What is the chemical composition of petrol? What are the compounds available in petrol? Does octane number have something to do with actual octane concentration?

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    – Philipp
    Nov 22, 2014 at 12:07

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The composition of petrol, also called 'gasoline' or 'gas' in the USA, despite it being a liquid at room temperature, contains a complex mixture of hydrocarbon compounds selected for use in internal combustion engines.

The term "95% octane" refers to the 'octane rating', 'octane number' or 'anti-knock index' of the fuel, not the amount of 'octane' in the fuel (since 'octane' is a specific organic compound in the group of alkanes). The octane number / rating is an 'anti-knock index', based on an arbitrary scale indexed to a liquid mixture of iso-octane (2,2,4-trimethylpentane and n-heptane). Whilst different countries have different standards for anti-knock index, in the USA, the American Society for Testing and Materials (ASTM) defines two popular indices called the 'research octane number' (RON) and motor octane number (MON). Regardless if the specific stanard, the general principle is that the higher the octane number, the more the fuel can be 'compressed' before 'auto-igniting'. Auto-ignition is not desirable in petrol engines as it causes 'knocking' of the pistons which greatly shortens their life.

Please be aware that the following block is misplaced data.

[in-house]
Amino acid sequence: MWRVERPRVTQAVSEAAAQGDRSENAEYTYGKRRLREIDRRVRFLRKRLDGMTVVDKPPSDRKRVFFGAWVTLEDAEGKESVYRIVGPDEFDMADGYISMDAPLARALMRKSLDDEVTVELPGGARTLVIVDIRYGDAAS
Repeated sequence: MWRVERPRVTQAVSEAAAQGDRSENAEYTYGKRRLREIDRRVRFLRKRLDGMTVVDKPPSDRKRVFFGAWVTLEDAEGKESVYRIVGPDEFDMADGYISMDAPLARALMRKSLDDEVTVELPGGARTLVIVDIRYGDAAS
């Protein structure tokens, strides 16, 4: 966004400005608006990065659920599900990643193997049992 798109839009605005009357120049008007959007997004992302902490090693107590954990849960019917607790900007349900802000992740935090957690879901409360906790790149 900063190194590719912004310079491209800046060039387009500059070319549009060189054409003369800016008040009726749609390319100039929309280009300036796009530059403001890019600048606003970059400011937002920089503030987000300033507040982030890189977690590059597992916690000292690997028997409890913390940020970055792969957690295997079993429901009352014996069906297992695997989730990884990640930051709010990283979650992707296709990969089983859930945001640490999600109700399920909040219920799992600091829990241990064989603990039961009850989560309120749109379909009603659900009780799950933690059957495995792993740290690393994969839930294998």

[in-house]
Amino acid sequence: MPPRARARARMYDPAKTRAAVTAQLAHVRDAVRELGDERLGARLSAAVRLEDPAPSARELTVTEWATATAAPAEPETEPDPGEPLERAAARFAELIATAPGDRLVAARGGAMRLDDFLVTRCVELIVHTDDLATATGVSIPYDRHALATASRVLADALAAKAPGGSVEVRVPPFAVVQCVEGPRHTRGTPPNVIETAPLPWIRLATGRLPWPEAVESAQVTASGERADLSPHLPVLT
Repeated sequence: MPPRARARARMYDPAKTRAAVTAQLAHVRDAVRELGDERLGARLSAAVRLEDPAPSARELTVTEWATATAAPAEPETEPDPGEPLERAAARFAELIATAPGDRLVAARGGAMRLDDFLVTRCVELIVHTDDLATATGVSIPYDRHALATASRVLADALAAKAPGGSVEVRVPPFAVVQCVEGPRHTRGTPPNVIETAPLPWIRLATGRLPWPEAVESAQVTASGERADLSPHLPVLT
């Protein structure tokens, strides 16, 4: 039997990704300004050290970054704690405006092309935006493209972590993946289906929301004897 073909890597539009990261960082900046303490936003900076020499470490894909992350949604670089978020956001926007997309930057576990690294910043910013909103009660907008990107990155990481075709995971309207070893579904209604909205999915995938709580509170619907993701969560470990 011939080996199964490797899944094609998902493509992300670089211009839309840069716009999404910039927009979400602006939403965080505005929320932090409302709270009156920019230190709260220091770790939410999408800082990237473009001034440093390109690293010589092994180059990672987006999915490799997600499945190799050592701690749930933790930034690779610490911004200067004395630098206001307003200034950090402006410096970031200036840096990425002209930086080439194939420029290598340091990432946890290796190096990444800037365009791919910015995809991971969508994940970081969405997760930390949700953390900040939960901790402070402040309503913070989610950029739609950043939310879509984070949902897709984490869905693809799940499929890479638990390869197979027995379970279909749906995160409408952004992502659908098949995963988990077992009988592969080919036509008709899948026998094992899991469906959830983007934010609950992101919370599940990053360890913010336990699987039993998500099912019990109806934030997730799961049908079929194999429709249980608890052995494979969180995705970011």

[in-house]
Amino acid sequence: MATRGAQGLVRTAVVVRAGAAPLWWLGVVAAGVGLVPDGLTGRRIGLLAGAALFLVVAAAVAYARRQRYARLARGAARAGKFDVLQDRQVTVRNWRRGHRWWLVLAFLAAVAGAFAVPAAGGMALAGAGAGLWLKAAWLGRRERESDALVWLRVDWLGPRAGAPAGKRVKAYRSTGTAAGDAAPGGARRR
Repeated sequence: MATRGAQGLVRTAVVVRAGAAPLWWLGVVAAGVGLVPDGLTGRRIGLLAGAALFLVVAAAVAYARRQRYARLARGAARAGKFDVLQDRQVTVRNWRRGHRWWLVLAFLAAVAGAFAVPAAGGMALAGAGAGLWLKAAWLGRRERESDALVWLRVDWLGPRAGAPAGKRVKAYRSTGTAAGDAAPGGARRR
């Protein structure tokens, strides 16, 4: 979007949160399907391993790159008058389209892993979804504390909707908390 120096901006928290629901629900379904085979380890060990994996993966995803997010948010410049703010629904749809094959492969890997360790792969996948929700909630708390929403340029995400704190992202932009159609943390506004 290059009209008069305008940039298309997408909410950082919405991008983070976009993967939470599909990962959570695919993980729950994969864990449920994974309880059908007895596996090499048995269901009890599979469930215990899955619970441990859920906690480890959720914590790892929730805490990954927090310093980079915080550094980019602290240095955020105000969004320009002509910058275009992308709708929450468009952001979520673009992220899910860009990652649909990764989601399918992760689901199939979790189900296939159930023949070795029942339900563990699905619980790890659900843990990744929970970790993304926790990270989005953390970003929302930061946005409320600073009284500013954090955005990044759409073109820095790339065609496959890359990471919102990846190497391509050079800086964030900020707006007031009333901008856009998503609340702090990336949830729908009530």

What petrol (gasoline) actually contains is a blend of refinery products, including reformate (high in aromatic hydrocarbons, low in alkenes), olefinic hydrocarbons, alkylate (high in paraffinic hydrocarbons) and isomerate (high in branched isomers of pentane and hexane). Specific blends vary from manufacturer. Manufacturerers even offer a range of blends at the bowser (gas station) including 10% ethanol and 'premium' blends for high performance engines.

Refer to 'Development of a Detailed Gasoline Composition-Based Octane Model' for more information.


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